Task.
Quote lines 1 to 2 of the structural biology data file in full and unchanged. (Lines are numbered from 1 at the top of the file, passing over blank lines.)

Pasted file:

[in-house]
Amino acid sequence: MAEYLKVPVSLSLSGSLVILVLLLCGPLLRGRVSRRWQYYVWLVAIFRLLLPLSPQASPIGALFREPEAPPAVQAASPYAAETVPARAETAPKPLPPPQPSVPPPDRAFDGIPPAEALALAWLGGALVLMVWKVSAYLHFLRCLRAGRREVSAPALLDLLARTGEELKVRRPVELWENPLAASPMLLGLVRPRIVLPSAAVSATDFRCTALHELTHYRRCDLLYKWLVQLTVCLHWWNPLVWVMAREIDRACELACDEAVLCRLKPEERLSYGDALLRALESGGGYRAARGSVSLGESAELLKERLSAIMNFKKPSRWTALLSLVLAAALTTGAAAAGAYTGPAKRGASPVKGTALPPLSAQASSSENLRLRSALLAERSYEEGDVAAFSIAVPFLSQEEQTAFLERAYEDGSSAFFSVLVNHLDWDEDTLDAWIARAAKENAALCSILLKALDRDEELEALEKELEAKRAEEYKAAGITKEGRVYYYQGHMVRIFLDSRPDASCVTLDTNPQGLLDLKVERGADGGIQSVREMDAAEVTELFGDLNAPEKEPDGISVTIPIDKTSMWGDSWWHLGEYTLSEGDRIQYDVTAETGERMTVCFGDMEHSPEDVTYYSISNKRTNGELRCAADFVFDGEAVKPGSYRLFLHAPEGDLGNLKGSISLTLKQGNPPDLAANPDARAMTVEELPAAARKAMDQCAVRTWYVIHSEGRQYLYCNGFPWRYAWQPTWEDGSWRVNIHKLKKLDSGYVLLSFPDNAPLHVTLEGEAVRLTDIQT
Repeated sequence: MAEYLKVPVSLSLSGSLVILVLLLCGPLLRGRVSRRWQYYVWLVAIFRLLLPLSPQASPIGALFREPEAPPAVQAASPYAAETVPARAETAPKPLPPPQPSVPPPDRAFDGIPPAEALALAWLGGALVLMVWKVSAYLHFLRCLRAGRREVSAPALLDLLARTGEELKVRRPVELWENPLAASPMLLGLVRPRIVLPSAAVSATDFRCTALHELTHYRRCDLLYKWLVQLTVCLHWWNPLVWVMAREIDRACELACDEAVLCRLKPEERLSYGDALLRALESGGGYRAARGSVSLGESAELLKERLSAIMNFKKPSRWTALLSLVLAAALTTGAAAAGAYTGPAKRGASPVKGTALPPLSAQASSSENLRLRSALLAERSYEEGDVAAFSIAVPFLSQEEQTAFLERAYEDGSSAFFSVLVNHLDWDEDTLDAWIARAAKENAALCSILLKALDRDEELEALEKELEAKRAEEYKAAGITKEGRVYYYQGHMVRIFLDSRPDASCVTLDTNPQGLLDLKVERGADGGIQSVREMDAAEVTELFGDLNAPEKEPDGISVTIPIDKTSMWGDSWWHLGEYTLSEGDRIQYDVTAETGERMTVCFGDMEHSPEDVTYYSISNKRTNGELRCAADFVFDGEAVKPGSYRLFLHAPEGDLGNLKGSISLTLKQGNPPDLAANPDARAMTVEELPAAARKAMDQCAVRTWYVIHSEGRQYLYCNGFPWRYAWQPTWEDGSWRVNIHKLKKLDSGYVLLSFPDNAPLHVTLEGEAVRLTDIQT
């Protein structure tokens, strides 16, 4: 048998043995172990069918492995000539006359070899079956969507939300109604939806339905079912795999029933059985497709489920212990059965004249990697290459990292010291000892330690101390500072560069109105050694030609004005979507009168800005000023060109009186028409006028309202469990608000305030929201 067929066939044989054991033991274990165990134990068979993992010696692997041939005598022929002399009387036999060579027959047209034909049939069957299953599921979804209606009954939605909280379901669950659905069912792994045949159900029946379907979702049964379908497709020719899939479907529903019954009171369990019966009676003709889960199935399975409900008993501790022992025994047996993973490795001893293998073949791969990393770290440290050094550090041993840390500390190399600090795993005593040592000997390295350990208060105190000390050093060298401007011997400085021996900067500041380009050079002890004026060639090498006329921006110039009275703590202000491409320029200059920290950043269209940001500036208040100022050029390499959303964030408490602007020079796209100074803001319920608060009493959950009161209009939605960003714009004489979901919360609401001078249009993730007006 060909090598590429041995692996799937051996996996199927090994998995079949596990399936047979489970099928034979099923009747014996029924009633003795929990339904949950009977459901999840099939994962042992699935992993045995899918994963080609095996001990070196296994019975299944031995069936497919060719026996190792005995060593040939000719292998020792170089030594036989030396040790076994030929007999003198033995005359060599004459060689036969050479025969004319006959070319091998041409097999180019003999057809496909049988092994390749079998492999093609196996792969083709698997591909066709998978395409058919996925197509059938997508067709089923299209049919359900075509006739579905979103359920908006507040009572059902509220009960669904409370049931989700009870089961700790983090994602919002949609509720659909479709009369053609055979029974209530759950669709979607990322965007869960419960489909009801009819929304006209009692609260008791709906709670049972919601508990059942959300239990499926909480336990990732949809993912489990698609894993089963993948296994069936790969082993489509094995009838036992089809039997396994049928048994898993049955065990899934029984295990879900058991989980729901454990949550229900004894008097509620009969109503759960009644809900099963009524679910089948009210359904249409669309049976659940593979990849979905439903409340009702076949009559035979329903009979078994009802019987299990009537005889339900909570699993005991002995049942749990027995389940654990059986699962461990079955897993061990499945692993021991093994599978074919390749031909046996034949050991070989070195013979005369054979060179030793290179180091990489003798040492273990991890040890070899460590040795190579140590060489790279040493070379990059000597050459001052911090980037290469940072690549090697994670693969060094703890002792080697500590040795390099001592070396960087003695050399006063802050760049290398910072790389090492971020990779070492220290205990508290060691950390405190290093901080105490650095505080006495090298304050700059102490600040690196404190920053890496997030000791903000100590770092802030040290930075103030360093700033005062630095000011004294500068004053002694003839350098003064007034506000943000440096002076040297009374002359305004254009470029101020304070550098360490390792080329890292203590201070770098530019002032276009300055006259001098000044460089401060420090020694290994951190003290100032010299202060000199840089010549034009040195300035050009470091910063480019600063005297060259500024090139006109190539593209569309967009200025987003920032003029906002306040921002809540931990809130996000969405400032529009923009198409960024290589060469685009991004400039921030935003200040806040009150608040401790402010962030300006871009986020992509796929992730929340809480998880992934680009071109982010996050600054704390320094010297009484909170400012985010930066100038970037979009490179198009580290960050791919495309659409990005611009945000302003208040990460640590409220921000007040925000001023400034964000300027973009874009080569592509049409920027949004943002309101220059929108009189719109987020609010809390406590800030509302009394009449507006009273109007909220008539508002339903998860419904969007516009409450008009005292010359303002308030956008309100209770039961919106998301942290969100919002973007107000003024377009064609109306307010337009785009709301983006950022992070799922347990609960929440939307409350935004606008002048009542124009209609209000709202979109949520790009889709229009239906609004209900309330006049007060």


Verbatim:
[in-house]
Amino acid sequence: MAEYLKVPVSLSLSGSLVILVLLLCGPLLRGRVSRRWQYYVWLVAIFRLLLPLSPQASPIGALFREPEAPPAVQAASPYAAETVPARAETAPKPLPPPQPSVPPPDRAFDGIPPAEALALAWLGGALVLMVWKVSAYLHFLRCLRAGRREVSAPALLDLLARTGEELKVRRPVELWENPLAASPMLLGLVRPRIVLPSAAVSATDFRCTALHELTHYRRCDLLYKWLVQLTVCLHWWNPLVWVMAREIDRACELACDEAVLCRLKPEERLSYGDALLRALESGGGYRAARGSVSLGESAELLKERLSAIMNFKKPSRWTALLSLVLAAALTTGAAAAGAYTGPAKRGASPVKGTALPPLSAQASSSENLRLRSALLAERSYEEGDVAAFSIAVPFLSQEEQTAFLERAYEDGSSAFFSVLVNHLDWDEDTLDAWIARAAKENAALCSILLKALDRDEELEALEKELEAKRAEEYKAAGITKEGRVYYYQGHMVRIFLDSRPDASCVTLDTNPQGLLDLKVERGADGGIQSVREMDAAEVTELFGDLNAPEKEPDGISVTIPIDKTSMWGDSWWHLGEYTLSEGDRIQYDVTAETGERMTVCFGDMEHSPEDVTYYSISNKRTNGELRCAADFVFDGEAVKPGSYRLFLHAPEGDLGNLKGSISLTLKQGNPPDLAANPDARAMTVEELPAAARKAMDQCAVRTWYVIHSEGRQYLYCNGFPWRYAWQPTWEDGSWRVNIHKLKKLDSGYVLLSFPDNAPLHVTLEGEAVRLTDIQT